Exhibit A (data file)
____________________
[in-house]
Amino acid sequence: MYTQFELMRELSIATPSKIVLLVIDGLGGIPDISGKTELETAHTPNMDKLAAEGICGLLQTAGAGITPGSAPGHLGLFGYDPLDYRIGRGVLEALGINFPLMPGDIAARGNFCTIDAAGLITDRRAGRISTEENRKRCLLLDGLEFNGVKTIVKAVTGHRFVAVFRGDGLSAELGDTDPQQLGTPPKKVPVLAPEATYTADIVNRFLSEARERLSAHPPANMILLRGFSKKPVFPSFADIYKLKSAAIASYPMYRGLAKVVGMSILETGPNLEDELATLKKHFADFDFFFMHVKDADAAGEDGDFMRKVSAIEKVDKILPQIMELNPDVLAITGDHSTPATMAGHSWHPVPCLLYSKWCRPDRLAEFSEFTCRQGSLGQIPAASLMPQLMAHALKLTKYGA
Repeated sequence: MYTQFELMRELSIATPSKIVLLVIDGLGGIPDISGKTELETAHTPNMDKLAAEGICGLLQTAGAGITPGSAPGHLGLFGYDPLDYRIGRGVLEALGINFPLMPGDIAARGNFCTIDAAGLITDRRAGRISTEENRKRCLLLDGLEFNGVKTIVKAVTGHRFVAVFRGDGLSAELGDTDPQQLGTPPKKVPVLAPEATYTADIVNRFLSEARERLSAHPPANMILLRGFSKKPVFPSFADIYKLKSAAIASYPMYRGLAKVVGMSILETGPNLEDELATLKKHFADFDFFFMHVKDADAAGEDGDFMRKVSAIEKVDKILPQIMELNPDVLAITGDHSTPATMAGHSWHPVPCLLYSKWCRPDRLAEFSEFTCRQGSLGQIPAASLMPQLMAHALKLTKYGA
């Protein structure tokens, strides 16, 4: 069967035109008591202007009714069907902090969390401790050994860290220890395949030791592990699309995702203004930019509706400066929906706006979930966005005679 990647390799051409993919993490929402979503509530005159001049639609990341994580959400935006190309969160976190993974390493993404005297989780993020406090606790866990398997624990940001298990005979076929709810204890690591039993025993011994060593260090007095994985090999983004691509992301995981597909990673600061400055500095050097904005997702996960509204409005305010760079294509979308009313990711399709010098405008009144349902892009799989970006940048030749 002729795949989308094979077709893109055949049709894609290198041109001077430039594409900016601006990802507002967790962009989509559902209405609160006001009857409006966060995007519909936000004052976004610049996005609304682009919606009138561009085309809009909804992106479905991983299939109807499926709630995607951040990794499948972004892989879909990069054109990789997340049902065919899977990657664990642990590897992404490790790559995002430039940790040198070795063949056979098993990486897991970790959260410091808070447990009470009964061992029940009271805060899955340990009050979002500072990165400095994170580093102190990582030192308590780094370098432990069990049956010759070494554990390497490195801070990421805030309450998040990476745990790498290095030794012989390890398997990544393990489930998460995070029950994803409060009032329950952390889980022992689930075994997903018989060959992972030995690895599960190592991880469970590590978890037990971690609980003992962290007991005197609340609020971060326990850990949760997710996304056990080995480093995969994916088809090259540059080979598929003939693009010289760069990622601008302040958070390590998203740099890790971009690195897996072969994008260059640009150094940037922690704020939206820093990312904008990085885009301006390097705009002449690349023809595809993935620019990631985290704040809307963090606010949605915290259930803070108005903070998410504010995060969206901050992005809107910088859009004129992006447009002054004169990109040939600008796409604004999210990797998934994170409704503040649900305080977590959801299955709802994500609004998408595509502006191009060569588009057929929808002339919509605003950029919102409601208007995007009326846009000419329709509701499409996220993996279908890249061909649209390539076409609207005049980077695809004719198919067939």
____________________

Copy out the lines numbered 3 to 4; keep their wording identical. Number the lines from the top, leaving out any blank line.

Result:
Repeated sequence: MYTQFELMRELSIATPSKIVLLVIDGLGGIPDISGKTELETAHTPNMDKLAAEGICGLLQTAGAGITPGSAPGHLGLFGYDPLDYRIGRGVLEALGINFPLMPGDIAARGNFCTIDAAGLITDRRAGRISTEENRKRCLLLDGLEFNGVKTIVKAVTGHRFVAVFRGDGLSAELGDTDPQQLGTPPKKVPVLAPEATYTADIVNRFLSEARERLSAHPPANMILLRGFSKKPVFPSFADIYKLKSAAIASYPMYRGLAKVVGMSILETGPNLEDELATLKKHFADFDFFFMHVKDADAAGEDGDFMRKVSAIEKVDKILPQIMELNPDVLAITGDHSTPATMAGHSWHPVPCLLYSKWCRPDRLAEFSEFTCRQGSLGQIPAASLMPQLMAHALKLTKYGA
């Protein structure tokens, strides 16, 4: 069967035109008591202007009714069907902090969390401790050994860290220890395949030791592990699309995702203004930019509706400066929906706006979930966005005679 990647390799051409993919993490929402979503509530005159001049639609990341994580959400935006190309969160976190993974390493993404005297989780993020406090606790866990398997624990940001298990005979076929709810204890690591039993025993011994060593260090007095994985090999983004691509992301995981597909990673600061400055500095050097904005997702996960509204409005305010760079294509979308009313990711399709010098405008009144349902892009799989970006940048030749 002729795949989308094979077709893109055949049709894609290198041109001077430039594409900016601006990802507002967790962009989509559902209405609160006001009857409006966060995007519909936000004052976004610049996005609304682009919606009138561009085309809009909804992106479905991983299939109807499926709630995607951040990794499948972004892989879909990069054109990789997340049902065919899977990657664990642990590897992404490790790559995002430039940790040198070795063949056979098993990486897991970790959260410091808070447990009470009964061992029940009271805060899955340990009050979002500072990165400095994170580093102190990582030192308590780094370098432990069990049956010759070494554990390497490195801070990421805030309450998040990476745990790498290095030794012989390890398997990544393990489930998460995070029950994803409060009032329950952390889980022992689930075994997903018989060959992972030995690895599960190592991880469970590590978890037990971690609980003992962290007991005197609340609020971060326990850990949760997710996304056990080995480093995969994916088809090259540059080979598929003939693009010289760069990622601008302040958070390590998203740099890790971009690195897996072969994008260059640009150094940037922690704020939206820093990312904008990085885009301006390097705009002449690349023809595809993935620019990631985290704040809307963090606010949605915290259930803070108005903070998410504010995060969206901050992005809107910088859009004129992006447009002054004169990109040939600008796409604004999210990797998934994170409704503040649900305080977590959801299955709802994500609004998408595509502006191009060569588009057929929808002339919509605003950029919102409601208007995007009326846009000419329709509701499409996220993996279908890249061909649209390539076409609207005049980077695809004719198919067939």